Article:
Fold the third of the dough furthest away from you over onto the middle third and press the edge into the underlying layer of dough.

Repeat by folding the double layer section over the third of the dough closest to you, pressing the edges together again. See series of photos. Press each layer lightly into the underlying layer. Do not knead the dough at this stage, as we want to keep as much air as possible in the dough.


8. Let these crude loaves stand for ten minutes.
 

9. At this stage, we want to form the loaves into their final elongated shape.

The loaves should end up about 16-17 inches long, if you are using the full size baker, 10-11 inches long if you are using the 2/3 size baker. The way we shape the loaves is to form an indentation in the center of the loaf along the length of the loaf. Fold the bread over the and press the edges together. Repeat a seond time. To form the loaves to their final length and shape, roll the loaves gently under both palms for final shaping. See sereis of photos.

10. Place the loaves on parchment paper square.

11. Cover the loaves loosely with plastic wrap. Mist the plastic wrap with water to keep the loaves moist as well as to prevent the plastic from sticking to the loaves. Let proof for about an hour. We suggest that you preheat the oven to 425-450 degrees from the time you start this final proofing. This will insure the baking stone is at oven temperature when you load the loaves.

12. When it is time to bake the loaves, remove the plastic wrap and score the loaves with a very sharp knife or razor blade. I like three diagonal cuts along the top of the loaves.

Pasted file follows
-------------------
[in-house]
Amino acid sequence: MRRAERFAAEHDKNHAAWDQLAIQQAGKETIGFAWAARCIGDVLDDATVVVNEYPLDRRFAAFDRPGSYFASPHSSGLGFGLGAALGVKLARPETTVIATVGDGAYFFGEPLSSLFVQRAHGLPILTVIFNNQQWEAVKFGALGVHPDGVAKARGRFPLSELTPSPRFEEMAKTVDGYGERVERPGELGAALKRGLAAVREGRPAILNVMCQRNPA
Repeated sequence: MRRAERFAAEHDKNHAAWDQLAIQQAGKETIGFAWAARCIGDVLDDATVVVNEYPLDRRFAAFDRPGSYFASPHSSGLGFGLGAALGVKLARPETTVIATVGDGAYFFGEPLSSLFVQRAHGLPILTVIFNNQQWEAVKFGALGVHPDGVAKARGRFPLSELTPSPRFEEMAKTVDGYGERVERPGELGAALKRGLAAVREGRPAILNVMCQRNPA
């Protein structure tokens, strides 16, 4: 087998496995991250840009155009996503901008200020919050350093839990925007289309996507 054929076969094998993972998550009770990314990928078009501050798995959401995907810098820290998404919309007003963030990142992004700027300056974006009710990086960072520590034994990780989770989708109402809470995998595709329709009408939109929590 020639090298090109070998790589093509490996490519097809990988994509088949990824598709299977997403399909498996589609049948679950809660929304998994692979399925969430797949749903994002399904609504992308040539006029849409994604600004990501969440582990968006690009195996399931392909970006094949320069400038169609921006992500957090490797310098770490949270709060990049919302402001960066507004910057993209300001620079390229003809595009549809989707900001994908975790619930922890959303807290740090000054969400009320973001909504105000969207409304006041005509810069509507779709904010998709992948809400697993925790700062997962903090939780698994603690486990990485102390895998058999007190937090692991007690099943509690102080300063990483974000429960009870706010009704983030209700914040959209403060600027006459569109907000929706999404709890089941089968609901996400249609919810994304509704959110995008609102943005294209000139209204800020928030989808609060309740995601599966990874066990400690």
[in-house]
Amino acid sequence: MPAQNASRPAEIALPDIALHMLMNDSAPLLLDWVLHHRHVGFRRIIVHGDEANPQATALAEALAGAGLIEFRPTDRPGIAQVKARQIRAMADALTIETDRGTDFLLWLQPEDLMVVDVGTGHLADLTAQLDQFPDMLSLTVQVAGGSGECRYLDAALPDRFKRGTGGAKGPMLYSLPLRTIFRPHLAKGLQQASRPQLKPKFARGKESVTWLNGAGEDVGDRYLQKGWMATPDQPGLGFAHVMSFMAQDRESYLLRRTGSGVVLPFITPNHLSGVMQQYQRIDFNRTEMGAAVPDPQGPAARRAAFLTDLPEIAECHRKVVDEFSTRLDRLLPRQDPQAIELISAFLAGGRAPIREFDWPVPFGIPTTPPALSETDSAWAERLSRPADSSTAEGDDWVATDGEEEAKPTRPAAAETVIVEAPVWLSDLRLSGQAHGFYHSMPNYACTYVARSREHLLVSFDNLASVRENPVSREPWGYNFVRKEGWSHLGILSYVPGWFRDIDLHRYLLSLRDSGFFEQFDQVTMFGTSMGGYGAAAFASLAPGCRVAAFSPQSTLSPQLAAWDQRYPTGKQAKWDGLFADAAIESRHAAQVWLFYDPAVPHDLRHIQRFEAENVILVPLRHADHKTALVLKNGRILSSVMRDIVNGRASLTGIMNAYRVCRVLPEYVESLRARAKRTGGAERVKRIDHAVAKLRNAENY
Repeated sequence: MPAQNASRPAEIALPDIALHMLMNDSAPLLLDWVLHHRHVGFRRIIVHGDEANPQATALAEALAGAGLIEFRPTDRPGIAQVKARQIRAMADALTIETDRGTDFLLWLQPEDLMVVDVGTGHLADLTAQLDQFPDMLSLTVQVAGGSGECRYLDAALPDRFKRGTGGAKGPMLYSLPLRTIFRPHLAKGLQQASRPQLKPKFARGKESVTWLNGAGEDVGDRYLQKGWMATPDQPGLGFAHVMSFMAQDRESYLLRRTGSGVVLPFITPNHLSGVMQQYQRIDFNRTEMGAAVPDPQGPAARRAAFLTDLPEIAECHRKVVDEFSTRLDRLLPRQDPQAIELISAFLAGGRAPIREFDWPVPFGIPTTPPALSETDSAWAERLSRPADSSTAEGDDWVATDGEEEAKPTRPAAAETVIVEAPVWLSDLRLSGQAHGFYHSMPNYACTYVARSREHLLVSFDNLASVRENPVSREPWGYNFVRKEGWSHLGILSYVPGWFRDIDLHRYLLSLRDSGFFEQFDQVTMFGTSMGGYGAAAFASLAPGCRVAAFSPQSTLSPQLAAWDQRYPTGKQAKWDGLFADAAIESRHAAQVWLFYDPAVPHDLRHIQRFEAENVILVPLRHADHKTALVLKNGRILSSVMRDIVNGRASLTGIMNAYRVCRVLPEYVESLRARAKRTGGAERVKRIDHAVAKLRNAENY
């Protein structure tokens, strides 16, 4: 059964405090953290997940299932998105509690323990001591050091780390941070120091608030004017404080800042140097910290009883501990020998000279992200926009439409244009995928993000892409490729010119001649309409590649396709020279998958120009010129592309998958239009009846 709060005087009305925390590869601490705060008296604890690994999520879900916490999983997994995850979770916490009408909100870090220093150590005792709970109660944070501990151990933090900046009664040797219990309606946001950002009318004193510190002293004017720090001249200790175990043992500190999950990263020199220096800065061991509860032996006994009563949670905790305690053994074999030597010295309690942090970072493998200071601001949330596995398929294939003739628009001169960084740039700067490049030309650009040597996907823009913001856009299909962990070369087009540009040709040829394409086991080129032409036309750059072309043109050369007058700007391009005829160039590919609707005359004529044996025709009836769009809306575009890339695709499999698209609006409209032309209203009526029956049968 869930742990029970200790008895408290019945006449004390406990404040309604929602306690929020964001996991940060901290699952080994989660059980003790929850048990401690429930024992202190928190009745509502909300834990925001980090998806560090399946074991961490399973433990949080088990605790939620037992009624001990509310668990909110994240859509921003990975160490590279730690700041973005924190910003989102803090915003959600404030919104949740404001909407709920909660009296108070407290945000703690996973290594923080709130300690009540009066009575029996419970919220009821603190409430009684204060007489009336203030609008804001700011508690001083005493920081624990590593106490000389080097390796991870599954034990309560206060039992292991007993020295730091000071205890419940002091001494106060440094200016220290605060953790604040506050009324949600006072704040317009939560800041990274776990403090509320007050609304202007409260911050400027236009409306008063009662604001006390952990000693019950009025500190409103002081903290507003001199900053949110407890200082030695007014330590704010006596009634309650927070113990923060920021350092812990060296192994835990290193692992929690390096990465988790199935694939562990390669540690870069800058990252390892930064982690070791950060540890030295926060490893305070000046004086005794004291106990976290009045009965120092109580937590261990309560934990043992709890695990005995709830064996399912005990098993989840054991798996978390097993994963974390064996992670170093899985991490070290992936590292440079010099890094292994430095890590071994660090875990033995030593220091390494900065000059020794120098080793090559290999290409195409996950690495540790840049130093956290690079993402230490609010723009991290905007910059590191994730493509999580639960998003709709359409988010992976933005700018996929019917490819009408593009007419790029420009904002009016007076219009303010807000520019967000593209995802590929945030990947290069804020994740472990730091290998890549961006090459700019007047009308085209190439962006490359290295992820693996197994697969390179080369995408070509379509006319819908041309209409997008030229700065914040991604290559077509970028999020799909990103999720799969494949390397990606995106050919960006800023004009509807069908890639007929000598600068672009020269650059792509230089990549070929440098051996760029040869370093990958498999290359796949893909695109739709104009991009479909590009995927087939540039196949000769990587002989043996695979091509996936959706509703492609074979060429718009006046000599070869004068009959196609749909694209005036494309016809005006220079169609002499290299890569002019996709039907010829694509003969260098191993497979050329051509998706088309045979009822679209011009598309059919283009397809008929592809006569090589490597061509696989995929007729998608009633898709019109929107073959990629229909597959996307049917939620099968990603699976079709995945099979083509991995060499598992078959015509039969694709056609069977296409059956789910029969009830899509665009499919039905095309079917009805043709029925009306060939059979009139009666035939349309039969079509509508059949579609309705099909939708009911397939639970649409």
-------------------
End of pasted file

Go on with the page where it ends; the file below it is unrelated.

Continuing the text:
13. Load and steam loaves according to the procedure at the beginning of the Step-by-step Instructions. Bake the loaves for 25-30 minutes (including time in the steam chamber). Half way through the uncovered baking time, turn the baking stone or the parchment paper 180 degrees to insure even baking.

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Bread Recipe: Pane Pugliese

Step 1: Biga

Ingredients    
Unbleached flour  1 3/8 cups  6.5 ounces
Yeast ½ teaspoon 0.03 ounces
Water, room temperature ½ cup + 2 tablespoons 4 - 4.5 ounces
  1. Mix flour and yeast in bowl or bowl of an electric mixer.  Add a little more then 1/2 cup of the water and mix to form a coarse ball.  If using an electric mixer, mix on low speed for one minute with paddle mixer.  Adjust the flour or water to form a dough that is neither too stiff or sticky.  Err on the sticky side.
     
  2. Dust the counter with flour and transfer the dough to the counter.  Knead for 5 minutes, or mix on second (medium) speed with the dough hook for 3 minutes.  Dough should be soft and pliable, not too sticky.
     
  3. Transfer the dough to a lightly oiled bowl, coat with oil and cover with plastic wrap.  Keep at room temperature for 2-4 hours. Dough should double in size.
     
  4. Remove dough from bowl and knead lightly to degas.  Return to bowl and place in refrigerator over night or up to three days.  Biga can be frozen for longer periods.
 

Step 2: Pane Pugliese

 Pane Pugliese Recipe – Makes Two 1 lb. loaves
Ingredients
Biga (see recipe above) (about 10.8 ounces)
Unbleached flour 2 ¼ cups 10 ounces
Salt 1 ½ teaspoons 0.4 ounces
Yeast 1 teaspoon 0.1 ounces